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posted by Fnord666 on Friday December 09 2016, @02:32PM   Printer-friendly
from the retro dept.

Via FOSS Force, the founder and coordinator of the FreeDOS Project writes about FreeDOS 1.2:

Tim Norman wrote our first command interpreter to replace COMMAND.COM from standard DOS. Soon after, Pat Villani contributed his DOS-compatible kernel, which others later improved to add networking and CD-ROM support. We released our first "Alpha" distribution in only a few months, in September 1994. From this small beginning grew FreeDOS, an open source implementation of DOS that anyone could use.

We released several alpha versions over the next four years, then posted our first beta in 1998. By this time, Microsoft had all but eliminated MS-DOS, so FreeDOS didn't have to chase a moving target and shifting compatibility with new MS-DOS versions.

[...] We posted the FreeDOS 1.0 distribution on September 3, 2006, and released FreeDOS 1.1 over five years later, on January 2, 2012.

[...] Big-name computer vendors like Dell and HP shipped it as a default operating system on some PC desktops and laptops. Even today, you can find popular manufacturers pre-installing FreeDOS on some computers. But the story doesn't end there. Soon, we'll have a whole new version of FreeDOS--and I'd like to tell you about it.

[...] The Utilities package group includes several new useful tools. For those who use FreeDOS to play classic DOS games, we provide SLOWDOWN to let you run certain older games on a fast CPU. We provide several image processing programs such as GIFSICLE and PNGCRUSH. If you wish for a more Unix-like environment, we also include several familiar commands such as SED, GREP, HEAD, TEE, and BC.

[...] One major change is the inclusion of a new Games package group. We've avoided games in previous FreeDOS distributions, but since so many people prefer FreeDOS to play their favorite classic DOS games, it seemed a good idea to include a variety of open source games from different genres.

[...] The official FreeDOS 1.2 distribution will be available on Sunday, December 25, 2016.

In the comments there, someone mentions the popularity of FreeDOS for doing firmware updates. (It always seemed crazy to me to be running a multitasking OS when doing something that has the potential to brick your box.)
Any Soylentils using FreeDOS for that or something other than that?

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  • (Score: 4, Interesting) by aim on Friday December 09 2016, @03:18PM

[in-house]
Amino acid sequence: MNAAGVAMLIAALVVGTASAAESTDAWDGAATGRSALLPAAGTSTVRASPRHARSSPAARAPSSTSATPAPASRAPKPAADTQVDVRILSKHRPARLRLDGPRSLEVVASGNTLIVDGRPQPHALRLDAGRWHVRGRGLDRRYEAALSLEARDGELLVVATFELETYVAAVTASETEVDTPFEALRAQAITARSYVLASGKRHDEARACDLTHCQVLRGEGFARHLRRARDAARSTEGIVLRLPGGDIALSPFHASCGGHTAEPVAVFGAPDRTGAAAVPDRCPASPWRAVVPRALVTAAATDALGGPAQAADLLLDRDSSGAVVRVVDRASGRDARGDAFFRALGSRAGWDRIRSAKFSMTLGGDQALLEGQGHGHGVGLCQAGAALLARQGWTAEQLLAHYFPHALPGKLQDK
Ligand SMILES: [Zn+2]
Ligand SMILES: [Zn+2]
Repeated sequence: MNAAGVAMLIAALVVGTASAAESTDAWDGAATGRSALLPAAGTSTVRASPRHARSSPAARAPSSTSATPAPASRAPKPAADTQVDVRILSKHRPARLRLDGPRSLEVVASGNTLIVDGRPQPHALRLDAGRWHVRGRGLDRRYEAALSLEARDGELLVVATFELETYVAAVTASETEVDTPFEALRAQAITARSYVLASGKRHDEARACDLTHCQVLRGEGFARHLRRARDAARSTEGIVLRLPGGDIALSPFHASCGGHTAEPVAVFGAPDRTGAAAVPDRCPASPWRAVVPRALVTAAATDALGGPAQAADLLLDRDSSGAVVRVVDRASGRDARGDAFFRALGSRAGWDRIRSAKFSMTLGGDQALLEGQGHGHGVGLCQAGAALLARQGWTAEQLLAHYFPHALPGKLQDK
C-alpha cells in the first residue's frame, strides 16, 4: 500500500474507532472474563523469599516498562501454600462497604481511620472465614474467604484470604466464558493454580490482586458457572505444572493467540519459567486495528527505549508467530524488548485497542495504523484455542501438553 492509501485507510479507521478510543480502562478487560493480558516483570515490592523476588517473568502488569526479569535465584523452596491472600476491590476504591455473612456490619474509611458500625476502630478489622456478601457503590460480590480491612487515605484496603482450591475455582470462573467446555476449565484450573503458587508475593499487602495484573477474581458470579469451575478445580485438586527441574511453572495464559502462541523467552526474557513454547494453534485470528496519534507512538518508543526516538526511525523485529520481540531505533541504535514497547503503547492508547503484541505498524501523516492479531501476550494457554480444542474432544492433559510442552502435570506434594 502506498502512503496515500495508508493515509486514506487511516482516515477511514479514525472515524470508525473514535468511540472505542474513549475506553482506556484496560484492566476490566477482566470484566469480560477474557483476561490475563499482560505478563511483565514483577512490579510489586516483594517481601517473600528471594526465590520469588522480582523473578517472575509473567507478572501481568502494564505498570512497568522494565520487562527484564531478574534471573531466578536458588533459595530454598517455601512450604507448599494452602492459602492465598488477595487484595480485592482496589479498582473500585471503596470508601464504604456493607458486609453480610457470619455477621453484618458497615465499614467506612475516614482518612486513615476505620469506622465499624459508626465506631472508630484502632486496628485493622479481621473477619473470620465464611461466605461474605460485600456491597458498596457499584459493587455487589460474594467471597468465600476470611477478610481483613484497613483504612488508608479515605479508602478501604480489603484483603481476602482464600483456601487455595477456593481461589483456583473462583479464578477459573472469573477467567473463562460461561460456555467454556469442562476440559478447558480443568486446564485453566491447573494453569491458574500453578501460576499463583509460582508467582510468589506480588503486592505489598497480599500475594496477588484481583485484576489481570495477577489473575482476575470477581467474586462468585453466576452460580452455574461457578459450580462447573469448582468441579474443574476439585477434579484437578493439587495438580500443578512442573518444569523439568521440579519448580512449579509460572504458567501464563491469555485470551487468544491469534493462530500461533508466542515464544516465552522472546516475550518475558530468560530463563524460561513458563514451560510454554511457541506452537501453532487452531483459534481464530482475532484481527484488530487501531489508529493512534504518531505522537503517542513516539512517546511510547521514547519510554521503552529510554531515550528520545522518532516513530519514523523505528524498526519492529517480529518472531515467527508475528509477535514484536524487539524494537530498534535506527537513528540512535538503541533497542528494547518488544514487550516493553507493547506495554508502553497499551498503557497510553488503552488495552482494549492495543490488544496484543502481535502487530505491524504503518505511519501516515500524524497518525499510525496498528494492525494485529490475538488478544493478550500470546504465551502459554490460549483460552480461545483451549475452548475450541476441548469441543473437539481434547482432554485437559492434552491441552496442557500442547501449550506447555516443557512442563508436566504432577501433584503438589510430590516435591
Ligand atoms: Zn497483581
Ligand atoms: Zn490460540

by aim (6322) on Friday December 09 2016, @03:18PM (#439178)

    My current laptop is from the german supplier (aka Terra computers). Being a GNU/Linux user I didn't want to send any money to Redmont, so I opted for "no operating system". The laptop came preloaded with FreeDOS and OpenGEM, which reminded me of olden Atari ST times - I didn't even know there are a couple of FOSS implementations of GEM.

    It was quite refreshing testing the Laptop with that combination for a short while before installing Kubuntu, it felt more than blazing fast. It sure shows how many levels of cruft have been added to current OSs, in normal interactive use they don't really feel any faster than what we used to have with DOS (yes, I know we do much more now than back then).

    Thanks for keeping DOS alive this way.

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  • (Score: 3, Interesting) by FatPhil on Friday December 09 2016, @03:44PM

    by FatPhil (863) <{pc-soylent} {at} {}> on Friday December 09 2016, @03:44PM (#439192) Homepage
    Laptop? Way too big a machine for a lightweight OS like this! You should be sticking it on your smartwatch or smartpen (I assume there's such a thing).

    How does FreeDOS, and the apps it supports, handle the huge amounts of memory in modern systems. Can I write code that does calloc(60000, 60000)? calloc(70000, 70000)?
    Back in DOS days, djgpp (a GCC port designed to link with a DOS extender) would probably have permitted the former, but not the latter, obviously. Now we've got 16 GiB laptops, what does FreeDOS let you access? The webpage implies "very little" with its "or develop embedded apps", which agrees with my first sentence. It certainly has its applications, there's nothing wrong with being small.
    Great minds discuss ideas; average minds discuss events; small minds discuss people; the smallest discuss themselves
    • (Score: 2) by Joe Desertrat on Friday December 09 2016, @10:27PM

      by Joe Desertrat (2454) on Friday December 09 2016, @10:27PM (#439438)

      It is interesting that you are imagining a DOS program that needs 16 GB of memory to run. Just what are you thinking of doing? I thought the most they needed was 640k...